"Don't get sick after June" is a common refrain in the Native American community—mainly because the Indian Health Service federal agency is "severely underfunded," says a rep for an advocacy group, per NBC News. In fact, witnesses at a Senate hearing Wednesday pleading for funds said conditions are so bad that Native Americans are dying before they get the health care they need. Those living on reservations are eligible for free health care from the feds thanks to an 18th-century contract, but because of a lack of funds, health facilities that Native Americans go to are often neglected and filled with poorly trained staff, witnesses say. "What we've found is simply horrifying," Sen. John Barrasso of Wyoming said at the hearing. "The information provided to this committee … can be summed up in one word: malpractice."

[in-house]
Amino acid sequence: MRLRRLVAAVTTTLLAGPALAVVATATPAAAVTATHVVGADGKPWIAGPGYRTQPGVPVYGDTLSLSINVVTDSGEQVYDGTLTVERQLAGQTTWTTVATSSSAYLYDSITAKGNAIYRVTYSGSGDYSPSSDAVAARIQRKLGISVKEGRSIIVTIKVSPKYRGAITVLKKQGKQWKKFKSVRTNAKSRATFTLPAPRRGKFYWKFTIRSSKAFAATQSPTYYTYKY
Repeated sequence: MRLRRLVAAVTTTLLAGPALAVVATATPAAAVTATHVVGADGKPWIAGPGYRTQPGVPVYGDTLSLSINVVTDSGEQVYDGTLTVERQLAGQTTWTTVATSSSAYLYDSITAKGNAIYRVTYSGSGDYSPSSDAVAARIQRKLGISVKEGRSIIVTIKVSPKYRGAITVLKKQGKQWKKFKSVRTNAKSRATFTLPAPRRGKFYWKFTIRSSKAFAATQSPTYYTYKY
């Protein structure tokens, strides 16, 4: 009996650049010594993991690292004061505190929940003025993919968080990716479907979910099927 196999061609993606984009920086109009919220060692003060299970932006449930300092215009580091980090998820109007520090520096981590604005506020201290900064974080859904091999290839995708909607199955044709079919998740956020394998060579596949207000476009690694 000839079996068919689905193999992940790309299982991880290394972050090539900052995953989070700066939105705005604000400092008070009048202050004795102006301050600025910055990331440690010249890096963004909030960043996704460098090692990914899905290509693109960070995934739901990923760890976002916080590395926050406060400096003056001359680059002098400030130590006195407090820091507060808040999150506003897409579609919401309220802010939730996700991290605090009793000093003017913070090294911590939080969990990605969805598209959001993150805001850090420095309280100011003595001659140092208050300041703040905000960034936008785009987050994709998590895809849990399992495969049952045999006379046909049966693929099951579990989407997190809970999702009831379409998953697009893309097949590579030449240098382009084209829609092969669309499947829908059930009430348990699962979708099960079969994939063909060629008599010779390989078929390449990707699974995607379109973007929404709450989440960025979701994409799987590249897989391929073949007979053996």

NBC cites a number of horror stories, including that of a woman who died in the hospital after workers gave her too much medication. "I am not talking about unpainted walls or equipment that is outdated," the niece of the 45-year-old victim said at the hearing. "I am talking about a facility [that] employs emergency room nurses who do not know how to administer such basic drugs as dopamine … (and) an emergency room where defibrillators could not be found." The principal deputy director for the IHS acknowledges there are issues, but he also notes that keeping up services in remote areas is challenging. He says IHS is addressing a number of issues. (Native Americans in California just got their land back 150 years later.)